12 Little Tests in 2012 to Lift Your Mail Response FASTJanuary 5, 2012 by Dean Rieck
In an ideal world, you would always have an adequate budget and plenty of time for all your direct mail tests. But here in the real world, things don't always work out that way.
To survive in direct mail, you need a few tricks up your sleeve for improving results when time is short and the budget is lean. Here are 12 quick, easy and cheap testing ideas:
1. Change your outer envelope.
A new color or a different size may be all it takes to get people to take a second look at a package they've seen too many times. You can also try switching from a teaser envelope to a plain one or vice versa. And faux express envelopes are often worth a test.
2. Test a new letter.
It can be an all-new letter from scratch. Or a longer version of your current letter with more detail. Or a shorter version with less detail. Or a modified version with a new spin on the headlines and opening paragraphs.
3. Remove your brochure.
Believe it or not, response often picks up without that elaborate brochure. It may be that removing the brochure simply gets people to read the letter more thoroughly. This doesn't always work, but as tests go, you can't get any simpler.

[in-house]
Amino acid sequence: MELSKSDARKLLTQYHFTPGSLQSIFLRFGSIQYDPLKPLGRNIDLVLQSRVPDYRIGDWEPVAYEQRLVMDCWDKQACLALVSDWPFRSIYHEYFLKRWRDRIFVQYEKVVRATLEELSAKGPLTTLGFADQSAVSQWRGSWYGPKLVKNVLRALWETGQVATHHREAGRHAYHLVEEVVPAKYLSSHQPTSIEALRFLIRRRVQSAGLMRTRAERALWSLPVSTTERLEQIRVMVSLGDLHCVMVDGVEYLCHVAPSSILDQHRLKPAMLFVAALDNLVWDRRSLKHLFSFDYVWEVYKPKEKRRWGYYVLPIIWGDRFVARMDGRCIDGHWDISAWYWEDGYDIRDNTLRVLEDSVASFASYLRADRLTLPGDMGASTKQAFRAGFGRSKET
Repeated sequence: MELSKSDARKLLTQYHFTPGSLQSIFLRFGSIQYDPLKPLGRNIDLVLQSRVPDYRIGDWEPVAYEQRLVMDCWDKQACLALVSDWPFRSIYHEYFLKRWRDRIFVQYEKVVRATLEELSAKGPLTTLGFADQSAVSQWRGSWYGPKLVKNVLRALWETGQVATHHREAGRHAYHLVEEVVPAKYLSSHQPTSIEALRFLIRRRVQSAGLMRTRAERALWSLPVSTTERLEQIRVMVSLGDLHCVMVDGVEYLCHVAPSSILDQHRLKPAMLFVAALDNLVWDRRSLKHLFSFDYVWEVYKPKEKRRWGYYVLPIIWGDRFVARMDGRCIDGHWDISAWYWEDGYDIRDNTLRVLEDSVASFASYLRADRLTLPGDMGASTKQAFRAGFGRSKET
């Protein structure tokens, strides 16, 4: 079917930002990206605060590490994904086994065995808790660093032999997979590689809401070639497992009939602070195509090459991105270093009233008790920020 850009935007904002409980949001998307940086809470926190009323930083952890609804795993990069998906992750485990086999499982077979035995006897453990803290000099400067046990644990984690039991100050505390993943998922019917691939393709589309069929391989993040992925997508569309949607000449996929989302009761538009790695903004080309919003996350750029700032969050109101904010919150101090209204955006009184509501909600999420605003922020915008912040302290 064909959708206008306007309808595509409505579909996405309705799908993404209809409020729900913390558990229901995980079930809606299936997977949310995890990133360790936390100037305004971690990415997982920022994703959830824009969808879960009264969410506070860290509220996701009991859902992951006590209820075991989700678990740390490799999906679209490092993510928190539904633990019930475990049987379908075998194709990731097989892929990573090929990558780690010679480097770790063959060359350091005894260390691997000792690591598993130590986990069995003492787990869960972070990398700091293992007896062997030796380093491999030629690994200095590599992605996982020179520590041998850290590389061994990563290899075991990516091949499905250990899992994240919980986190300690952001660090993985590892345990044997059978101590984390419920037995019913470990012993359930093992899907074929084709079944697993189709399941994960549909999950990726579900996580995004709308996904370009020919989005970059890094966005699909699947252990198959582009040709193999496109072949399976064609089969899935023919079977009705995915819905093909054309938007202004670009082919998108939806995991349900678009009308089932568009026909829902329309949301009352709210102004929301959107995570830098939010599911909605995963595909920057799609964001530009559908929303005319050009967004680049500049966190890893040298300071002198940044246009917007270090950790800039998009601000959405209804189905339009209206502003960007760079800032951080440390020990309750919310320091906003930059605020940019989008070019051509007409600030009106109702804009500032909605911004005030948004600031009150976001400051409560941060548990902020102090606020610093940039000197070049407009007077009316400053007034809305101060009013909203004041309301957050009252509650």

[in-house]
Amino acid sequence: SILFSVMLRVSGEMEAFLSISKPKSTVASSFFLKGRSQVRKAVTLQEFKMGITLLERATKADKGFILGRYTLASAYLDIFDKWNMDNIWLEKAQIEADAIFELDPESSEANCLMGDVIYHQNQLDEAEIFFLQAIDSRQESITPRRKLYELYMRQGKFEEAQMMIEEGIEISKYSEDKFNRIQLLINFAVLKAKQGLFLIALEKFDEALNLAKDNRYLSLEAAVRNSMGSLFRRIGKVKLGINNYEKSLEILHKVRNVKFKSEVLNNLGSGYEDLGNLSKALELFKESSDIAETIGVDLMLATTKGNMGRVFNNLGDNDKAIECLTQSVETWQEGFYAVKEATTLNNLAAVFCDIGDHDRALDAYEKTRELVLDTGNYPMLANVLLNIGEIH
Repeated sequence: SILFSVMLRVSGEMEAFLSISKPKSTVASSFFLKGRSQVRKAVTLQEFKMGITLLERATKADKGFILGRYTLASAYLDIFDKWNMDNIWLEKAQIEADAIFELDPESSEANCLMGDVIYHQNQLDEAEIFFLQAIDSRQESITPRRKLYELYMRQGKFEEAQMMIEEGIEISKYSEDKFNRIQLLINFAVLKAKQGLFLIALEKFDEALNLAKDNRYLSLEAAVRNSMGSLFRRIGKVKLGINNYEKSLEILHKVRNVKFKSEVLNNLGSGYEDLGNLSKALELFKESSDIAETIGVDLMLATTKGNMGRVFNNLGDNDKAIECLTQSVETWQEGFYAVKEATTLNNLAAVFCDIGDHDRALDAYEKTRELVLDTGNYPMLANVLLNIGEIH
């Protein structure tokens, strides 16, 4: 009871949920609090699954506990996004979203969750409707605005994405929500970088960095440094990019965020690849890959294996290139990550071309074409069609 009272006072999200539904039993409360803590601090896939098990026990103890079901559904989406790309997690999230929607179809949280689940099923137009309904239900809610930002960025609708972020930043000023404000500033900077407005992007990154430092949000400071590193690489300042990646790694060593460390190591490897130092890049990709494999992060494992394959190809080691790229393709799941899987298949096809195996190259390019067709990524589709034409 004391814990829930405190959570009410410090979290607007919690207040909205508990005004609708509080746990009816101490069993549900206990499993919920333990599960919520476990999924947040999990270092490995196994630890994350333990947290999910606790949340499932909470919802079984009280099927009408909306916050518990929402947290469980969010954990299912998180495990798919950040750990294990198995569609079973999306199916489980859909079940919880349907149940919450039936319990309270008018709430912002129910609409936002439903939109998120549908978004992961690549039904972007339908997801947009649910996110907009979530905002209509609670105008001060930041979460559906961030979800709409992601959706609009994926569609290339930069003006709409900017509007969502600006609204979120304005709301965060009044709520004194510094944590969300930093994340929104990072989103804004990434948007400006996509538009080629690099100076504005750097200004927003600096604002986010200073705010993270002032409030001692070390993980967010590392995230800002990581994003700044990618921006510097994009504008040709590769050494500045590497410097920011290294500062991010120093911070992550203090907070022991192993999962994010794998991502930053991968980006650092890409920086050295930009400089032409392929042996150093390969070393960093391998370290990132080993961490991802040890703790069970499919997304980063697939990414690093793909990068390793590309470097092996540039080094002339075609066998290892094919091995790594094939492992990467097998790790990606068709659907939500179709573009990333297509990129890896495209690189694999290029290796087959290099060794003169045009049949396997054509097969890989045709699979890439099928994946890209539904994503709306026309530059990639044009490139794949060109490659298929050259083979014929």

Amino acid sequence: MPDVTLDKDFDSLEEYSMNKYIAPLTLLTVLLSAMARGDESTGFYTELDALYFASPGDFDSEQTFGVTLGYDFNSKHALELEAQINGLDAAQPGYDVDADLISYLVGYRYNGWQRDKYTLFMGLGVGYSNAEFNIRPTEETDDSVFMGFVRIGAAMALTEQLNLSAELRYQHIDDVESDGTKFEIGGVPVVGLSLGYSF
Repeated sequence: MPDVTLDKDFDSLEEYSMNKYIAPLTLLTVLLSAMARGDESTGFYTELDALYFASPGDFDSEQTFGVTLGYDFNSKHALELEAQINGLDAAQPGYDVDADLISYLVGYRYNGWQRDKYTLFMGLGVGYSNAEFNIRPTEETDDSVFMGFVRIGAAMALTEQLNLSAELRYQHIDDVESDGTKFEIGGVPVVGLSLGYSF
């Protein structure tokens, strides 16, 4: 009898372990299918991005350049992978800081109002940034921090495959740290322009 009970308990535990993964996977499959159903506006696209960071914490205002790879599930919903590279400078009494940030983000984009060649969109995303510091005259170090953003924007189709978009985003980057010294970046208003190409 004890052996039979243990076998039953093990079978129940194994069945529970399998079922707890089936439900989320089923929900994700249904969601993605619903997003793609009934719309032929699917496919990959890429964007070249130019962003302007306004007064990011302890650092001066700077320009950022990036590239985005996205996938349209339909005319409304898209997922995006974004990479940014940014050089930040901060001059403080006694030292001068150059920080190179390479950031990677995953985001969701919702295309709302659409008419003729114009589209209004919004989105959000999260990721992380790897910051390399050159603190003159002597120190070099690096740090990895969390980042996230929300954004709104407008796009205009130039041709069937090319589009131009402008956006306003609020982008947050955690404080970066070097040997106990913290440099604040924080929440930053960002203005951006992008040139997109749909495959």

4. Include a stand-alone reply form.
You should be doing this anyway, but if not, try it. It doesn't matter if another piece already has a reply form. This is just a test. And if it works, you can make further modifications later.
5. Insert a lift note.
This is an easy way to overcome a major objection or highlight a key benefit. Just remember to keep it short and have it signed by someone other than the person who signs the main letter. If you have a celebrity or authority who can sign it, all the better.
6. Strengthen your offer.
This is where you can usually make the most difference. All things being equal, the best offer you can make is a free trial. The second best is a money-back guarantee. If you don't want to change your offer completely, try turning it into a yes/no offer, or a yes/maybe offer where "yes" is a purchase and "maybe" is a request for more information. Of course, sweepstakes can always add a lift, but your customer quality will usually go downhill.